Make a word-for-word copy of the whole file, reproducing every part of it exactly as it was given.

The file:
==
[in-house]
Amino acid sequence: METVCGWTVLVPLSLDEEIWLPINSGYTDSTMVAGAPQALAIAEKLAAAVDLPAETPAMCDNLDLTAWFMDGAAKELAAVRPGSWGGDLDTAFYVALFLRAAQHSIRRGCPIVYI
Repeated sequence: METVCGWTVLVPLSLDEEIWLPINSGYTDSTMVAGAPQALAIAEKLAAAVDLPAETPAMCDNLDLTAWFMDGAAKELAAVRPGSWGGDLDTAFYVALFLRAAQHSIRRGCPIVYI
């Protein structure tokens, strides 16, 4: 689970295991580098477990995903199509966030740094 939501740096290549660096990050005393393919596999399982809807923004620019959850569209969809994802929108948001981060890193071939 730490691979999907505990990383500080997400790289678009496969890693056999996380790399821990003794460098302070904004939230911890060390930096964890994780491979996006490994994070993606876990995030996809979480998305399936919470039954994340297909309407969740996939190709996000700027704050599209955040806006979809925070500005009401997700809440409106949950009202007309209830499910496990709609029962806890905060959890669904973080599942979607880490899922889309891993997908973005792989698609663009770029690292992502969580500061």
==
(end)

[in-house]
Amino acid sequence: METVCGWTVLVPLSLDEEIWLPINSGYTDSTMVAGAPQALAIAEKLAAAVDLPAETPAMCDNLDLTAWFMDGAAKELAAVRPGSWGGDLDTAFYVALFLRAAQHSIRRGCPIVYI
Repeated sequence: METVCGWTVLVPLSLDEEIWLPINSGYTDSTMVAGAPQALAIAEKLAAAVDLPAETPAMCDNLDLTAWFMDGAAKELAAVRPGSWGGDLDTAFYVALFLRAAQHSIRRGCPIVYI
């Protein structure tokens, strides 16, 4: 689970295991580098477990995903199509966030740094 939501740096290549660096990050005393393919596999399982809807923004620019959850569209969809994802929108948001981060890193071939 730490691979999907505990990383500080997400790289678009496969890693056999996380790399821990003794460098302070904004939230911890060390930096964890994780491979996006490994994070993606876990995030996809979480998305399936919470039954994340297909309407969740996939190709996000700027704050599209955040806006979809925070500005009401997700809440409106949950009202007309209830499910496990709609029962806890905060959890669904973080599942979607880490899922889309891993997908973005792989698609663009770029690292992502969580500061």